Pansexuality Is Hot: University Makes Square Students Admit Their 'Monosexual Privilege'

Do you wish for whoopee with a wok? Do you pine for perversion with a pot? Do you dream of making steam with a skillet? That is to say, are you pansexual? Actually, that's not the meaning of the word. But if you think it is, chances are you're perniciously privileged.


Not to worry -- a college seminar can help you with that. The University of Texas at Austin is home to a workshop that makes students man up to their "monosexual privilege." 

If you're unsure whether you have mono, here's

Monosexual is a term used to describe individuals exclusively attracted to one gender or sex. This means they experience sexual and/or romantic attraction to individuals of one gender or sex while not experiencing attraction to individuals of other genders or sexes.

In an interview with Psychology Today, Los Angeles Dr. Mimi Hoang adds insight:

"Non-monosexual would be anyone who is not included in that group — those who are bisexual, pansexual, fluid, and queer spectrum. We (therapists) came up with [the term  "monosexual"] to shift that paradigm: You can have monosexual or non-monosexual attraction."

The good doctor delineates between bi- and pan-:

"Bisexual is the potential to be attracted sexually and romantically to people of more than one sex or gender — the biological sex that was assigned to you at birth — and gender meaning gender identity; not necessarily at the same time for these attractions, not necessarily in the same way, and not necessarily to the same degree.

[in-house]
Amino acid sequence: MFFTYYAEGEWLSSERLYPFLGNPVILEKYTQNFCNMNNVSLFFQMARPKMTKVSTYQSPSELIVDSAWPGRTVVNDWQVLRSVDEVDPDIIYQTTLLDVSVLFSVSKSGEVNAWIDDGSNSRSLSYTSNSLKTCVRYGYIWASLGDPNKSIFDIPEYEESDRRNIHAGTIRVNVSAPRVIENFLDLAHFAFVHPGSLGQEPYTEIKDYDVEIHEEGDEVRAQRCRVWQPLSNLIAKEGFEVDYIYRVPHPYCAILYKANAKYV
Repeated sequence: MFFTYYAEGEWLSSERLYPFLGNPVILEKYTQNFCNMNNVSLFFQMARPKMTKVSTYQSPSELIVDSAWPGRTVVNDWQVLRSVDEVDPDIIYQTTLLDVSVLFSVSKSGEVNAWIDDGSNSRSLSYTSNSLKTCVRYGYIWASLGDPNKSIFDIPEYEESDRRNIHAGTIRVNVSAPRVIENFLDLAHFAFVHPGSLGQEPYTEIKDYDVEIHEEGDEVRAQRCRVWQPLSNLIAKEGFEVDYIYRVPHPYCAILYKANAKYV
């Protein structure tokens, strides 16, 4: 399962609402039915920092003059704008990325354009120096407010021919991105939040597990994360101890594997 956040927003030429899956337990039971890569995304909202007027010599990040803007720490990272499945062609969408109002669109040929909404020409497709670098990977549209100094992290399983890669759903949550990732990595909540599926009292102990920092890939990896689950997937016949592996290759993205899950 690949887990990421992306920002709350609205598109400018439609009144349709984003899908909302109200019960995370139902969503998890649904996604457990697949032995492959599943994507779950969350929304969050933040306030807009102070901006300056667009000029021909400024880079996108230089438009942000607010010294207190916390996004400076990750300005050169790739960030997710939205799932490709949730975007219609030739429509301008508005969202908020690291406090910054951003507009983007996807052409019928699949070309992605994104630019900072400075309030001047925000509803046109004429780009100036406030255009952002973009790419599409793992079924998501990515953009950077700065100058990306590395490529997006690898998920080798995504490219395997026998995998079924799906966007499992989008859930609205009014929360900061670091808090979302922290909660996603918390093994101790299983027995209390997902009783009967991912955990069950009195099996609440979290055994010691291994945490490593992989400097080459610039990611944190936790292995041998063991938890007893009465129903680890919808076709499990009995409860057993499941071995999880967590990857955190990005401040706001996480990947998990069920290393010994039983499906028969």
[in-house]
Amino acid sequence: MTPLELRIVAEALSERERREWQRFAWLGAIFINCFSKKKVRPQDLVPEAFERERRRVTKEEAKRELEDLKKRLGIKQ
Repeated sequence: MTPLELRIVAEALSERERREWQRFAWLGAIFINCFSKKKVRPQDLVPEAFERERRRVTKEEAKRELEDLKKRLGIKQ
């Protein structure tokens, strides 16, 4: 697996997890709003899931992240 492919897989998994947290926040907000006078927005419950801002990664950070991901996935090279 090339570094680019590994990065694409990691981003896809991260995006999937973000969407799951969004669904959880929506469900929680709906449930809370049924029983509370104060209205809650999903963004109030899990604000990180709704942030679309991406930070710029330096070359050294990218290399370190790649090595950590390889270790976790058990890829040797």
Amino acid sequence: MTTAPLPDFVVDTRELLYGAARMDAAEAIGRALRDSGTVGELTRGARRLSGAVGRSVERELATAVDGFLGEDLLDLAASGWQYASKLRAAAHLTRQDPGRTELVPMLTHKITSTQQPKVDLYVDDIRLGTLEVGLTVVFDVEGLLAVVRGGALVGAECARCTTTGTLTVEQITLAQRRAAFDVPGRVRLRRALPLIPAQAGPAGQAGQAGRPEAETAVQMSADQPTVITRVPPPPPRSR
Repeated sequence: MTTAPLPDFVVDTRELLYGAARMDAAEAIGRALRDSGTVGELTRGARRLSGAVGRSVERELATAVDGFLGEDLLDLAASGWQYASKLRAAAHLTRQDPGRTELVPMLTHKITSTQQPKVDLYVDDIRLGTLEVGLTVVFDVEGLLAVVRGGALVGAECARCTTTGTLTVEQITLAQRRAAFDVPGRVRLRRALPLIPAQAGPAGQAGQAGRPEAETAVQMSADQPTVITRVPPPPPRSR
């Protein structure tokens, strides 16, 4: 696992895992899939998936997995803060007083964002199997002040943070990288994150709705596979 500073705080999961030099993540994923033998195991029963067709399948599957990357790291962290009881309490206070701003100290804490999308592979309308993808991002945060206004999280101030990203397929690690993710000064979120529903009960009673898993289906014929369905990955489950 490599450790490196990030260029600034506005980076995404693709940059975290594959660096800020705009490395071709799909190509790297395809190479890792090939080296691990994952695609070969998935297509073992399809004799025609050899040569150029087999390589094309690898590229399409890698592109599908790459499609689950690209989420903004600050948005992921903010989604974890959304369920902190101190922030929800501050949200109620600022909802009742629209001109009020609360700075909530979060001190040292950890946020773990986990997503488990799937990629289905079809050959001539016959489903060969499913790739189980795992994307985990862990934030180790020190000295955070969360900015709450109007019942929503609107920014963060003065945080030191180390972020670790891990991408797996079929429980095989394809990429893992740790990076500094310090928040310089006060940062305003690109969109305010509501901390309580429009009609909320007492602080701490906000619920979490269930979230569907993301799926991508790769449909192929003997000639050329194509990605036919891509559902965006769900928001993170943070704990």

"Pansexual is attraction to all sexes and genders; it also is defined as attraction regardless of sex or gender; the person is attracted to some other kind of trait outside the gender category. For example, they could be attracted to artistic people or comic book lovers."


If you're pan- or bi-, apparently, you're pitifully oppressed. Hence, a UT-Austin advocacy extravaganza. The school's Gender and Sexuality Center page promotes the "Affirming LGBTQIA+ People: Interpersonal Allyship" workshop. A downloadable worksheet laments the "Daily Effects of Monosexual Privilege." 

Qualifying individuals, admit your unearned advantage:

As a heterosexual, gay, or lesbian (monosexual) person, I can usually assume that:

  • Society assures me that my sexual identity is real and that people like me exist.

  • When I disclose my sexual identity to others, they believe it without requiring me to prove it.

  • I am considered to have more authority in defining and judging bisexuality and pansexuality than people who identify as bisexual and/or pansexual.

  • I can be confident that people will not rename my sexual identity or use different words to describe my identity than I do.

  • When seen with a partner I'm dating, I can be certain I will be recognized as a member of my sexual-identity group by members of my community.

  • If I choose to enter a monogamous relationship, my friends, community, or my partner will continue to accept my sexual identity, without expecting or pressuring me to change it.

  • I have access to information about the prevalence of STIs in my community as well as prevention methods that are suitable for me.

  • I can choose to be in a polyamorous relationship without being accused of reinforcing stereotypes against my sexual-identity group.


A few more, including the revelation that non-monosexuals appear nowhere in media:

  • I can fairly easily find representations of people of my sexual-identity group and my lifestyle in the media.

  • If I encounter a fictional, historical or famous figure of my sexual identity, I can be reasonably sure that they will be named as such in the text or by the media, reviewers and audience.